Science Fair Project Encyclopedia
General Packet Radio Service
General Packet Radio Service (GPRS) is a mobile data service available to users of GSM mobile phones. It is often described as "2.5G", that is, a technology between the second (2G) and third (3G) generations of mobile telephony. It provides moderate speed data transfer, by using unused TDMA channels in the GSM network. Originally there was some thought to extend GPRS to cover other standards, but instead those networks are being converted to use the GSM standard, so that is the only kind of network where GPRS is in use. GPRS is integrated into GSM standards releases starting with Release 97 and onwards, first it was standardised by ETSI but now that effort has been handed onto the 3GPP.
GPRS is different from the older Circuit Switched Data (or CSD) connection included in GSM standards releases before Release 97 (from 1997, the year the standard was feature frozen ) using a GSM phone, in that in the older system, a data connection establishes a circuit, and reserves the full bandwidth of that circuit during the lifetime of the connection. GPRS is packet-switched which means that multiple users share the same transmission channel, only transmitting when they have data to send. This means that the total available bandwidth can be immediately dedicated to those users who are actually sending at any given moment, providing higher utilisation where users only send or receive data intermittently. Web browsing, receiving e-mails as they arrive and instant messaging are examples of uses that require intermittent data transfers, which benefit from sharing the available bandwidth.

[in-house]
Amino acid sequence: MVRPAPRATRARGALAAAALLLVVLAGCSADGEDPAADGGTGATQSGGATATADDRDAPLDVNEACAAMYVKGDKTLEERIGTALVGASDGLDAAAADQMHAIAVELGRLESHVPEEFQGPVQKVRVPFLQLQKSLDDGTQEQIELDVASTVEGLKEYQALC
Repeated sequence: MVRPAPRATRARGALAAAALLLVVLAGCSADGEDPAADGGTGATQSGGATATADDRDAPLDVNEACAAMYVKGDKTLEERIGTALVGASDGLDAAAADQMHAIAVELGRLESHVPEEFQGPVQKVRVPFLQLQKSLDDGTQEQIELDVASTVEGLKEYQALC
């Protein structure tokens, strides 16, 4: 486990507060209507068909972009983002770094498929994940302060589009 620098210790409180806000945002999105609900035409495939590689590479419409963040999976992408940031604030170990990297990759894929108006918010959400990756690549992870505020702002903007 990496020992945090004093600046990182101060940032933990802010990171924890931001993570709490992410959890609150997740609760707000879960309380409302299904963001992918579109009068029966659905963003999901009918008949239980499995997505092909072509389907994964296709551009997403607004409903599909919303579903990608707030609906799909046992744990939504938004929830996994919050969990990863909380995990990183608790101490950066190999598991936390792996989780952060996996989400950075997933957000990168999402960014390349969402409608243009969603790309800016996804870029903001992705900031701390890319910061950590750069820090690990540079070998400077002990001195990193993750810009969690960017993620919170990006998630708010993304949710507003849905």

Usually, GPRS data is billed per kilobytes of information transceived while circuit-switched data connections are billed per second. The latter is to reflect the fact that even during times when no data is being transferred, the bandwidth is unavailable to other potential users.
GPRS originally supported (in theory) IP, PPP and X.25 connections. The latter has been typically used for applications like wireless payment terminals although it has been removed as a requirement from the standard. X.25 can still be supported over PPP, or even over IP, but doing this requires either a router to do encapsulation or intelligence built into the end terminal.
GPRS speeds and profiles
Packet-switched data under GPRS is achieved by allocating unused cell bandwidth to transmit data. As dedicated voice (or data) channels are setup by phones, the bandwidth available for packet switched data shrinks. A consequence of this is that packet switched data has a poor bit rate in busy cells. The theoretical limit for packet switched data is approx. 170 kbit/s. A realistic bit rate is 30-70 kbit/s. A change to the radio part of GPRS called EDGE allows higher bit rates of between 20 and 200 kbit/s. The maximum data rates are achieved only by allocation of more than one time slot in the TDMA frame. Also, the higher the data rate, the lower the error correction capability. Generally, the connection speed drops logarithmically with distance from the base station. This is not an issue in heavily populated areas with high cell density, but may become an issue in sparsely populated/rural areas.
GPRS class 8 is also known as 4+1. This means that 4 slots are allocated to downloading and 1 slot to uploading. This profile is appropriate for applications where data is mostly downloaded, such as web browsing. If the user reads more e-mail than he or she sends, this is also an appropriate profile. Class 8 is usually selected by default on mobile devices that support GPRS.